Egyptian Slingers

Recruitment Cost 270
Upkeep Cost 70
Missile Damage 20
Range 150
Shots Per Minute 7
Ammunition 25
Melee Attack 8
Weapon Damage 24
Charge Bonus 3
Melee Defence 22
Armour 20
Health 45
Base Morale 25
Strengths & Weaknesses
  • Very long range
  • Average rate of fire
  • Low damage but average armour penetration
  • Very weak in melee
  • Very poor morale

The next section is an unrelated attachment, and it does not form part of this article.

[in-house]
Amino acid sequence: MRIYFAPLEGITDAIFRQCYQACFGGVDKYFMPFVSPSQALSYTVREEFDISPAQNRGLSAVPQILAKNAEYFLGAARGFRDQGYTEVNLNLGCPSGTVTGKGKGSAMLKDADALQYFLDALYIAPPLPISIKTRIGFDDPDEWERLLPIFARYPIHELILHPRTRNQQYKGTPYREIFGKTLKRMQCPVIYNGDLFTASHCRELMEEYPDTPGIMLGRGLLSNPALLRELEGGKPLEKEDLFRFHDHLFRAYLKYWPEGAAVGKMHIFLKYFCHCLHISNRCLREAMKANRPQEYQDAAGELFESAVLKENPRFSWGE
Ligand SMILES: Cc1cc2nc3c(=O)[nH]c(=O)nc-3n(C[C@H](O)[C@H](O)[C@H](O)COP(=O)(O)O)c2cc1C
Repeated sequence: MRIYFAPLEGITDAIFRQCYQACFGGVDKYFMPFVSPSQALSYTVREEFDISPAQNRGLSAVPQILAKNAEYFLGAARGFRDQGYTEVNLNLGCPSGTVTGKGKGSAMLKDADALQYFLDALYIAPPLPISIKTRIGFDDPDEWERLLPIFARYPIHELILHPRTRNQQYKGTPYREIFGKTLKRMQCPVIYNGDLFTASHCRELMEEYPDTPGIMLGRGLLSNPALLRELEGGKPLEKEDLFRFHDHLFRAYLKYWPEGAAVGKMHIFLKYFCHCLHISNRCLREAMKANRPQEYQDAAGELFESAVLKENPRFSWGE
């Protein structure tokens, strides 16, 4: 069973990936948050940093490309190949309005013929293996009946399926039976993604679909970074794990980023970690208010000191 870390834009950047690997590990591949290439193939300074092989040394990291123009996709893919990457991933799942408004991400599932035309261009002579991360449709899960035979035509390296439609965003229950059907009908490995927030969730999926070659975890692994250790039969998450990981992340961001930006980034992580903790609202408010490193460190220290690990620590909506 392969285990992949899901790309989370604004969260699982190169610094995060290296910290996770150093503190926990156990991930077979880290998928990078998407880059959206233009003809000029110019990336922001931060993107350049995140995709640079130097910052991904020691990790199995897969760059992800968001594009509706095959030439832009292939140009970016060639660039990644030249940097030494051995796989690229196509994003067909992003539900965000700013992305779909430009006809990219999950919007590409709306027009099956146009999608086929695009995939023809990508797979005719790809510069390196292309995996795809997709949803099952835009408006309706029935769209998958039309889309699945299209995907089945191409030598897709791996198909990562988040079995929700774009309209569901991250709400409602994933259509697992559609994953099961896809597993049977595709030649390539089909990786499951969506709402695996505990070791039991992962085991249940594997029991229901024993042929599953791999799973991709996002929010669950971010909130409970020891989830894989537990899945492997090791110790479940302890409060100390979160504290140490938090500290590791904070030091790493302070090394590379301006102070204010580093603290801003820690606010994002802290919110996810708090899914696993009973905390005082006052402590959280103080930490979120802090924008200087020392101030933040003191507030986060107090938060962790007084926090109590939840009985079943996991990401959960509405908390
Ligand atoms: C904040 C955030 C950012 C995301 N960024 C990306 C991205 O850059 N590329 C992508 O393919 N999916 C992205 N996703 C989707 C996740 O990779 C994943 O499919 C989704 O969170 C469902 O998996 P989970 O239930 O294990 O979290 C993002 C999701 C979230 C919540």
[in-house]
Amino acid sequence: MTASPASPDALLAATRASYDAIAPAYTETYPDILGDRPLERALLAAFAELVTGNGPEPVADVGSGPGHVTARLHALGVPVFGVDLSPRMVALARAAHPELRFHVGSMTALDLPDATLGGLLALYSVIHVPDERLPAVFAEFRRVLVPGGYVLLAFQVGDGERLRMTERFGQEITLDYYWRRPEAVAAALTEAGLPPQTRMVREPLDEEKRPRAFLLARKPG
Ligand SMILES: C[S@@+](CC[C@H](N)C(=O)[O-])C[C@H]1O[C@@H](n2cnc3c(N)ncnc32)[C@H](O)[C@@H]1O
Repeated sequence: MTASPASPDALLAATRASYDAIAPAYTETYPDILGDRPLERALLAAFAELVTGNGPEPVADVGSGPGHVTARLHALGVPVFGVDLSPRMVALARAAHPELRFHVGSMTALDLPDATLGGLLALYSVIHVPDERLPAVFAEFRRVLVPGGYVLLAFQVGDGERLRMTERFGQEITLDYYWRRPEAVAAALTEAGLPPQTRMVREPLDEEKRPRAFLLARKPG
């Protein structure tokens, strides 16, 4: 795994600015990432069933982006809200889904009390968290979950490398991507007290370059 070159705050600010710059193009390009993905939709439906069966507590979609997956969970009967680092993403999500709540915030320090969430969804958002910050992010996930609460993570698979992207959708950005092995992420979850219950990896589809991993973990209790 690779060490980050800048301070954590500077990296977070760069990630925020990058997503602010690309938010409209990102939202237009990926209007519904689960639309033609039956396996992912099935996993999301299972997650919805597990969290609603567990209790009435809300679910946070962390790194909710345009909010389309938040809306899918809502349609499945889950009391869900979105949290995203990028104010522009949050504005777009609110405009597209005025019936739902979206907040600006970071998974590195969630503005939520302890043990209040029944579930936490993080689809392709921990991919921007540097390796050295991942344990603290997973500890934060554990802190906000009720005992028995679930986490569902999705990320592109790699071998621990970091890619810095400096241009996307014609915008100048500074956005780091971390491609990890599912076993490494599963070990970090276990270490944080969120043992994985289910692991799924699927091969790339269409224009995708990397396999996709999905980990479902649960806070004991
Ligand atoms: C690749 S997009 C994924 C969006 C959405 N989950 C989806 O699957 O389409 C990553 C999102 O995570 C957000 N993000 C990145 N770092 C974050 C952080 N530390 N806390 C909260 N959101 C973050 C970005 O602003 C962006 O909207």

Slingers were common in ancient armies. Slings are ancient weapons, dating back to Palaeolithic times. In comparison to bows, they were easy to make and had a greater effective range. Constructed from braided flax, hemp or rushes, a sling has a cradle where the shot is placed. One end has a finger-loop, while the other has a knot or strip giving a firm handhold. The slinger puts his middle finger through the loop and holds the knotted end with his thumb and forefinger. After whirling the shot in the sling it is released with a flick of the wrist. Quick to fire and reload, the sling was widely hated by those on the receiving end. Shot varied from stones collected in rivers to shaped lumps of clay and lead; lead shot could fly over 400 metres. Such missiles were sometimes inscribed with comments such as “Catch!” or “Take that!” Shot was difficult to see in flight, and although it lacked the penetrating power of an arrow it could easily break bone or stave-in armour at short ranges. Famously, the Roman Consul Paullus was killed by a slinger early in the disastrous Battle of Cannae.

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